Great American, Jackson National, and Thrivent Financial were named “successful” large companies that specialize in the life insurance and annuity market in the fifth edition of a survey that Conning Research began publishing in 2004.
In the proprietary study, “Successful Individual Life-Annuity Specialists,” Conning analyzed companies active in the individual life and annuity market and divided them into four size categories based on their amount of capital and assets and their rankings of direct premium by product.
Conning singled out “successful” companies based on their operating margin, return on surplus, premium growth, and sales. Large, highly diversified, publicly-held insurers like Lincoln National, MetLife and Prudential were generally excluded from the study because they weren’t believed to have a special focus in life insurance and annuities.
The five mid-sized life and annuity specialist firms deemed successful were FBL Financial Group, Indiana Farm Bureau, Modern Woodmen of America, Symetra and USAA. The five small life and annuity specialists named in the report were Bankers Life, First Catholic Slovak Union of the U.S. and Canada, Manhattan Insurance Group, Liberty Bankers Group and Tennessee Farmers.
“Our ongoing study of successful individual life-annuity companies continues with the 2014 edition, which for the first time includes a detailed analysis of the large company segment,” said Terence Martin, analyst at Conning, in a statement. “One overriding characteristic of these companies was the consistency in their product mix over time; they appear to have found and kept true to the optimal mix for their firm.”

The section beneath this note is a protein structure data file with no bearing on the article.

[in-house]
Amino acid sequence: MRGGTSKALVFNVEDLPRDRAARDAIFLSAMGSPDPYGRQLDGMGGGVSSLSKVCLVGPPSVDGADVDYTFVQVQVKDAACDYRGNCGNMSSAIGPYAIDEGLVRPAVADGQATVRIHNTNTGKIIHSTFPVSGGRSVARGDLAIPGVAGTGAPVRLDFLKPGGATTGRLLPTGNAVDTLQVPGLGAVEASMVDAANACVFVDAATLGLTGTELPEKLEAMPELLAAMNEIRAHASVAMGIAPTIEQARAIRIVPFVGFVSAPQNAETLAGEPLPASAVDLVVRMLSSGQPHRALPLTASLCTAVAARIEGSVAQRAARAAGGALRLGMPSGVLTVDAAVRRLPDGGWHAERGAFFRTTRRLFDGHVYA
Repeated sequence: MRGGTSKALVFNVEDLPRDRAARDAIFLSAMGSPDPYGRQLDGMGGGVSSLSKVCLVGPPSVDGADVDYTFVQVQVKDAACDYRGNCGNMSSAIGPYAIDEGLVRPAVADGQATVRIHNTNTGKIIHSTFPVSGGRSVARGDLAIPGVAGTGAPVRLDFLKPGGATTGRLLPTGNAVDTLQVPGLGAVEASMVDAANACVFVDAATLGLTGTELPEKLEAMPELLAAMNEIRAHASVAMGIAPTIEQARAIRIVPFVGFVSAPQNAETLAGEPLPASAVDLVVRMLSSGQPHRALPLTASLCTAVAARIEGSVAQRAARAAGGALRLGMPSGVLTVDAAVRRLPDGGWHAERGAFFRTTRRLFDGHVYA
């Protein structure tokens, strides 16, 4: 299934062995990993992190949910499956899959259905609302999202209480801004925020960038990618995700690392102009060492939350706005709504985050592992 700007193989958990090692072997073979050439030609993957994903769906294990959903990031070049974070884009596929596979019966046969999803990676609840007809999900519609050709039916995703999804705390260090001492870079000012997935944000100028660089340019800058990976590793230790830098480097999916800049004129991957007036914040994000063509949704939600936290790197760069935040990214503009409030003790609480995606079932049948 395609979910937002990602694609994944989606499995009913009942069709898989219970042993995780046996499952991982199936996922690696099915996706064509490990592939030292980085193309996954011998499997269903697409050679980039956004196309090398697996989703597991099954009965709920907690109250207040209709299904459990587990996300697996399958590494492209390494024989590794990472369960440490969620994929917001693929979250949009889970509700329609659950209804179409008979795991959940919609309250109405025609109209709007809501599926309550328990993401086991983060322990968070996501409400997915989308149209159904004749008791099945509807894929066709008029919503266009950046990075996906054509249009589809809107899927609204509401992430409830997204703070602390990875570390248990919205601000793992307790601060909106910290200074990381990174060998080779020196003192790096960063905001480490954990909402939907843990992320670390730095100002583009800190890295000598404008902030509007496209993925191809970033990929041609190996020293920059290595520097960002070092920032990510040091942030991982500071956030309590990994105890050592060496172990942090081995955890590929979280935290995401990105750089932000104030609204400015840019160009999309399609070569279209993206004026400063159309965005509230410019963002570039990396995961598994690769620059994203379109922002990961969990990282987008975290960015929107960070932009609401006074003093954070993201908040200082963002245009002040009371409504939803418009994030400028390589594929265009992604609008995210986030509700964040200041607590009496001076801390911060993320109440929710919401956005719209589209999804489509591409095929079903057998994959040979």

Conning divided companies active in the individual life and annuity market into four size categories based on their amount of capital and assets and their rankings of direct premium by product. Conning also identified “successful” companies based on their operating margin, return on surplus, premium growth, and sales.
Among its findings:
- The Successful Small group had less of a dependence on single-premium sales than the Small group overall, while the Successful Large had a higher proportion of single premium.
- Successful companies maintained a higher allocation to NAIC Category 2 bonds and had slightly higher credit leverage.
- Using the average maturity as a rough measure of portfolio length shows the Successful Small and Successful Large companies had shorter portfolios than their corresponding overall groups.
- Successful companies had lower investment expense ratios than their respective overall groups.
- Successful companies in all three company size categories were found issuing policies of the same face amount, which means success can be found issuing policies of a broad range of size and does not require chasing ever-larger policies.
- The Successful companies generally have higher distributor productivity than their corresponding groups overall. This advantage becomes more pronounced when agency expenses are included in the analysis.
“In our analysis we see a greater focus on annuities among the successful insurers than we had previously,” said Steve Webersen, director of research at Conning. “Yet no specific mix of individual life and annuities appears more conducive to success, although stability of that mix does contribute.
“Dependence on single premium products works for larger companies, which can absorb the corresponding volatility, while smaller companies are more likely to succeed if they avoid single premium products. We identified a number of other interesting findings related to geographic mix, investments, policy size and distributor productivity.”
The annual study series now analyzes ten years of data (rather than the six years in the earlier editions of the series), includes fraternal organizations, and identifies successful Small, Midsized, and Large companies, rather than identifying just Successful Small companies.
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